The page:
This effort brought together Reps. Charlie Rangel (D-N.Y.) and Jim McDermottJim McDermott19 House Democrats' sites hacked at close of gun sit-in 'Will on the Hill' pokes fun at 2016 election Overnight Healthcare: House mental health bill finally moving forward MORE (D-Wash.) who provided invaluable historical perspective and experience, and Reps. Dave Camp (R-Mich.), Carl LevinCarl LevinFight for taxpayers draws fire Gun debate shows value of the filibuster House won't vote on Navy ship-naming restrictions MORE (R-Mich.), Ed Royce (R-Calif.) and Sen. Chris CoonsChris CoonsLynch meeting with Bill Clinton creates firestorm for email case WH defends Lynch from Clinton meeting fallout The Hill's 12:30 Report MORE (D-Del.) who brought Members from their respective parties and chamber together to swiftly usher this bill to passage.
Signed into law in 2000, AGOA has received the support of our last three presidents – Clinton, Bush and Obama. From the start, AGOA has enjoyed bipartisan support in both chambers of Congress, as well as earning the ardent support of entities such as the U.S. Chamber of Commerce, the Corporate Council on Africa and the Brookings Institution.
While unfamiliar to many, AGOA’s value is well known to the U.S. garment industry and to the estimated 300,000 Africans that have been employed over the years, many of whom are women. One of AGOA’s foundations is its third country fabric provision that permits African nations to import raw materials from anywhere in the world, produce apparel, and export the finished product to Africa from the U.S. duty-free. Although the provision is not set to expire until September 30 of this year, the garment industry was in jeopardy because of its need to place purchase orders and make business decisions months in advance.
What became clear was that any further delays to extend AGOA’s fabric provision would have caused immediate and real harm to both U.S. and African companies, and the hundreds of thousands employed thanks to the provision. Reports indicated that companies doing business in countries like Lesotho, Mauritius, Botswana, and Swaziland started to slow and even cancel orders. Corporations looked to other continents to complete orders once filled by African nations, and U.S. companies unable to wait for Congressional action decided to look elsewhere to fill these orders.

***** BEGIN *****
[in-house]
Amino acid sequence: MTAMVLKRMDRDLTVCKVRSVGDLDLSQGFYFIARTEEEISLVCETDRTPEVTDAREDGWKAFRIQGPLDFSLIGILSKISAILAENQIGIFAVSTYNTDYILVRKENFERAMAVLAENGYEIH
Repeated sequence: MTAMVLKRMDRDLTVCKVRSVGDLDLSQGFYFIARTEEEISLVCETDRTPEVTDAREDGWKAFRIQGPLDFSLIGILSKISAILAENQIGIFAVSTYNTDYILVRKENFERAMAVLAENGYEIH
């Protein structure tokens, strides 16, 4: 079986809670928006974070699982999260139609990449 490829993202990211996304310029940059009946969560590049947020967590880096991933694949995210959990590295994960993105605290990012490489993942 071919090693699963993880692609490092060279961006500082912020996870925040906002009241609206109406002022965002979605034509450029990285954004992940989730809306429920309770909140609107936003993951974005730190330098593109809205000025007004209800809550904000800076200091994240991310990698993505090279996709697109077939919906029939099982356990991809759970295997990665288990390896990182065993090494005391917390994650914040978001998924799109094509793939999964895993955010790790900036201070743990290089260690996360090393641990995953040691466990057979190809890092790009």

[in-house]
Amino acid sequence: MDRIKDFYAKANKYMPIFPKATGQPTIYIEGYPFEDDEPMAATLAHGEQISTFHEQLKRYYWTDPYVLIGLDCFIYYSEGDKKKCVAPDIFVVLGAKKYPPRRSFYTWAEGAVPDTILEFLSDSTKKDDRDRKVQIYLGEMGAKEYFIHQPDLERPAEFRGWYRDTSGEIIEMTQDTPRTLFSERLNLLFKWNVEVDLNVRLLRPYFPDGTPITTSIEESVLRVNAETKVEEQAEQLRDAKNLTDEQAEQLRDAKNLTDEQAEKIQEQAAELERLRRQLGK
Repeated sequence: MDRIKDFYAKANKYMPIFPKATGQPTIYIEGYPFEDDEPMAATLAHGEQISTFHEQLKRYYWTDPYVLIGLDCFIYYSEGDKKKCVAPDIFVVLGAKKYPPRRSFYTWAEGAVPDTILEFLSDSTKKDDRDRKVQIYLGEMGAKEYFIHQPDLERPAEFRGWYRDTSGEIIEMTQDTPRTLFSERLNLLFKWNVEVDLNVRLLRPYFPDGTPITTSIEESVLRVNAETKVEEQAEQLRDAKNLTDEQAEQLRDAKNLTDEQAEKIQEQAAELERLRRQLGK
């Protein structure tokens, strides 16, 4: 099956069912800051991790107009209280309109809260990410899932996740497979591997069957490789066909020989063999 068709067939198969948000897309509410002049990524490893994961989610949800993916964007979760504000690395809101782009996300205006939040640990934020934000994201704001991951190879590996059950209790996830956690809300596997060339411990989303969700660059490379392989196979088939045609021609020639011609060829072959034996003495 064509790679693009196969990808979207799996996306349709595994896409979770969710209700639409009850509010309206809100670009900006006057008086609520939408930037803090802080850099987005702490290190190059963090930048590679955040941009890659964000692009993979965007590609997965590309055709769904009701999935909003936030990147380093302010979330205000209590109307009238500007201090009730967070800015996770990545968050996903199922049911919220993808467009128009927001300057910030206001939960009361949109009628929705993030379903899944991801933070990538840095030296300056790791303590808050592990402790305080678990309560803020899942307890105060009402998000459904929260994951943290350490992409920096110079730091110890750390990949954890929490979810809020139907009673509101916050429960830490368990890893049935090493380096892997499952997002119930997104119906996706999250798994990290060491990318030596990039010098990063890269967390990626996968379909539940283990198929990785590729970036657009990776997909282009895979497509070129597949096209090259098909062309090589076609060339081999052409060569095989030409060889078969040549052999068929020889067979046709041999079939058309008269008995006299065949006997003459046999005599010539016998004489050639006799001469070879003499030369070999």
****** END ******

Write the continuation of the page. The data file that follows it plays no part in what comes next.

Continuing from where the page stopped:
In a recent report, the Brookings Institution notes that companies including Levi’s, Gap, Old Navy, Victoria’s Secret, Target, Calvin Klein, Gloria Vanderbilt, Vanity Fair and Lands’ End all source apparel from Africa and in turn sell their products to U.S. consumers.
In 2000, The Economist published an article that characterized Africa as the hopeless continent. A decade later, a new article appeared and referenced a continent on the rise fueled by growth and opportunity. Across Africa we see growth rates that outshine that of our own; Africa is now home to six of the world’s fastest growing economies and rapidly growing middle class. As countries such as China, Brazil, and India develop new and robust trade policies directed toward Africa, the U.S. continues to lag behind thus placing U.S. businesses at a severe and serious trade disadvantage.
While we must take a moment to celebrate this victory, Congress must move with haste to start serious discussions on bipartisan efforts to strengthen our trade relationship with this promising continent, for the benefit of families, workers and communities both here in the U.S. and across Africa.